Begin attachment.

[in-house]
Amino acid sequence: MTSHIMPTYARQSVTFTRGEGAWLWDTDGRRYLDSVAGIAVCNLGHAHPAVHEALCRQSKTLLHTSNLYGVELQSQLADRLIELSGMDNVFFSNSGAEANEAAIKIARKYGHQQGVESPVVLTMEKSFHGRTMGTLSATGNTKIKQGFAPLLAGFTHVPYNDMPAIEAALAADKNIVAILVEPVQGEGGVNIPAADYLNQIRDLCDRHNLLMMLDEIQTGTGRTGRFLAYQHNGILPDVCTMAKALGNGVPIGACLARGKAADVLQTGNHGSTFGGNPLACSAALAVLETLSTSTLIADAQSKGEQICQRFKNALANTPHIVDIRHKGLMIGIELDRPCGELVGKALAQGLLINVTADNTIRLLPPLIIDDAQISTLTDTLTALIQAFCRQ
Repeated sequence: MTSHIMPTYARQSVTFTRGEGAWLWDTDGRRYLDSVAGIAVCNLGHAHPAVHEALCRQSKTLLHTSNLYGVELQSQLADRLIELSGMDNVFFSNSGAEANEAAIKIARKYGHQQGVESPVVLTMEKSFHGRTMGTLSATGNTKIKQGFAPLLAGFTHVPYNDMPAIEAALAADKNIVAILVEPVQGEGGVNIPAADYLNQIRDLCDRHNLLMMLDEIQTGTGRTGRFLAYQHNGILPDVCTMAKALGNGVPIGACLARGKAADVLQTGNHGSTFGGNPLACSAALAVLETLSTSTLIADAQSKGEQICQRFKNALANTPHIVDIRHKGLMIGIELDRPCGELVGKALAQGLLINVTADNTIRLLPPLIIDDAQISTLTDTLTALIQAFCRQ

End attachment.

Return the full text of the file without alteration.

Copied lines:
[in-house]
Amino acid sequence: MTSHIMPTYARQSVTFTRGEGAWLWDTDGRRYLDSVAGIAVCNLGHAHPAVHEALCRQSKTLLHTSNLYGVELQSQLADRLIELSGMDNVFFSNSGAEANEAAIKIARKYGHQQGVESPVVLTMEKSFHGRTMGTLSATGNTKIKQGFAPLLAGFTHVPYNDMPAIEAALAADKNIVAILVEPVQGEGGVNIPAADYLNQIRDLCDRHNLLMMLDEIQTGTGRTGRFLAYQHNGILPDVCTMAKALGNGVPIGACLARGKAADVLQTGNHGSTFGGNPLACSAALAVLETLSTSTLIADAQSKGEQICQRFKNALANTPHIVDIRHKGLMIGIELDRPCGELVGKALAQGLLINVTADNTIRLLPPLIIDDAQISTLTDTLTALIQAFCRQ
Repeated sequence: MTSHIMPTYARQSVTFTRGEGAWLWDTDGRRYLDSVAGIAVCNLGHAHPAVHEALCRQSKTLLHTSNLYGVELQSQLADRLIELSGMDNVFFSNSGAEANEAAIKIARKYGHQQGVESPVVLTMEKSFHGRTMGTLSATGNTKIKQGFAPLLAGFTHVPYNDMPAIEAALAADKNIVAILVEPVQGEGGVNIPAADYLNQIRDLCDRHNLLMMLDEIQTGTGRTGRFLAYQHNGILPDVCTMAKALGNGVPIGACLARGKAADVLQTGNHGSTFGGNPLACSAALAVLETLSTSTLIADAQSKGEQICQRFKNALANTPHIVDIRHKGLMIGIELDRPCGELVGKALAQGLLINVTADNTIRLLPPLIIDDAQISTLTDTLTALIQAFCRQ